Thirteen labor unions affiliated with the AFL-CIO are refusing to participate in the 2012 Democratic National Convention in Charlotte, N.C. because of the state's harsh anti-union laws.
But that decision isn't sitting well with labor leaders in North Carolina, who helped lobby for Charlotte to be the convention site. North Carolina is the least-unionized state in the nation, with only 3.2 percent of its workers belonging to a union.
"It's easy to understand why folks are disappointed and frustrated," MaryBe McMillan, the secretary-treasurer of the North Carolina AFL-CIO, told News 14 Carolina. "But I don't think that sitting out this convention because it's in the least-unionized state is going to do anything to help the situation in North Carolina and make us a more worker-friendly state."
Most of the unions that voted to sit out the convention are part of the AFL-CIO's building and construction trades unit, representing about 2.5 million workers. The International Association of Machinists, which is not part of the building trades group, has also said it will not attend.
"We find it troubling that the party so closely associated with basic human rights would choose a state with the lowest unionization rate in the country due to regressive policies aimed at diluting the power of workers," Mark Ayers, president of the building trades unit, wrote in a letter to Democratic Chair Debbie Wasserman Schultz, who represents Florida in Congress.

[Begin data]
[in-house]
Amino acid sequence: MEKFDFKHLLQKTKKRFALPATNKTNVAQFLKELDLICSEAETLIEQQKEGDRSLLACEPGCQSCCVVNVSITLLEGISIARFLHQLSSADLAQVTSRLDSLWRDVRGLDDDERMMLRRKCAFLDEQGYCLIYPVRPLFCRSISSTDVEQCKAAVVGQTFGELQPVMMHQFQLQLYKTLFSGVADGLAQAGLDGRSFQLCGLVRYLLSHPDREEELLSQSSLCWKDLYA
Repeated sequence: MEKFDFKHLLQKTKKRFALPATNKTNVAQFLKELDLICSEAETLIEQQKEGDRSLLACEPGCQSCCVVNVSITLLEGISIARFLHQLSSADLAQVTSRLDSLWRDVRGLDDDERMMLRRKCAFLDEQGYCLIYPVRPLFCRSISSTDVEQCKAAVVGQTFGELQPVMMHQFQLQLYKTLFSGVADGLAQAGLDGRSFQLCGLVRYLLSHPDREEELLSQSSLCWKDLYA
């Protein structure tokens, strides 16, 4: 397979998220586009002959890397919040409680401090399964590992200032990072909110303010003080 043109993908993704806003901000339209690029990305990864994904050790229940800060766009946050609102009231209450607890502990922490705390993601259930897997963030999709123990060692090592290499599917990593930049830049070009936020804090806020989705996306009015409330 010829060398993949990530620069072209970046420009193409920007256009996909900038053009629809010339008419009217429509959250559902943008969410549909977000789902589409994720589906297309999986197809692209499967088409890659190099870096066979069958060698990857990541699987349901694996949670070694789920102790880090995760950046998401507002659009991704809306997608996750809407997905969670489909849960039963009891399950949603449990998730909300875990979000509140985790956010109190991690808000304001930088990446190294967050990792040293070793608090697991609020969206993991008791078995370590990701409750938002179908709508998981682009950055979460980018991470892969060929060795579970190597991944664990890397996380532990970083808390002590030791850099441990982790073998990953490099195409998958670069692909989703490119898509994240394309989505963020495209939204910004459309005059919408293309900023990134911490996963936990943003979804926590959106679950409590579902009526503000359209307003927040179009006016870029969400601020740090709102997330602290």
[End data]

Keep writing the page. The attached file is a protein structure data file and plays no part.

So-called "right-to-work" laws -- dubbed "right-to-work-for-less" laws by labor activists -- make it illegal for a group of unionized workers to negotiate a contract that requires each employee who benefits from the contract to pay his or her share of the costs for negotiating and policing the agreement. A study released earlier this year by the Economic Policy Institute found that wages in right-to-work states are 3.2 percent lower than in non-right-to-work states.
Of the 22 states with right-to-work laws, 11 are in the South. Besides North Carolina, the right-to-work states are Alabama, Arizona, Arkansas, Florida, Georgia, Idaho, Iowa, Kansas, Louisiana, Mississippi, Nebraska, Nevada, North Dakota, Oklahoma, South Carolina, South Dakota, Tennessee, Texas, Utah, Virginia and Wyoming.
Democrats have said the choice to hold the convention in Charlotte, announced back in February, is part of the party's effort to win critical swing states in the South. North Carolina has traditionally voted GOP in presidential races but backed Democrat Barack Obama in the 2008 presidential election.
The Democratic National Convention Committee issued a statement saying it plans to "work closely with local and national labor leaders" in the run-up to the convention, set for next September. McMillan said she hopes the selection will provide a boost for the state, where the unemployment rate is 9.9 percent -- above the national average of 9.1 percent. The jobs situation in the Charlotte area is even more dire, with a regional unemployment rate of 11.2 percent.
"We at the North Carolina AFL-CIO see this convention as an opportunity to get much needed work for union members and for thousands of unemployed workers here in North Carolina," McMillan said.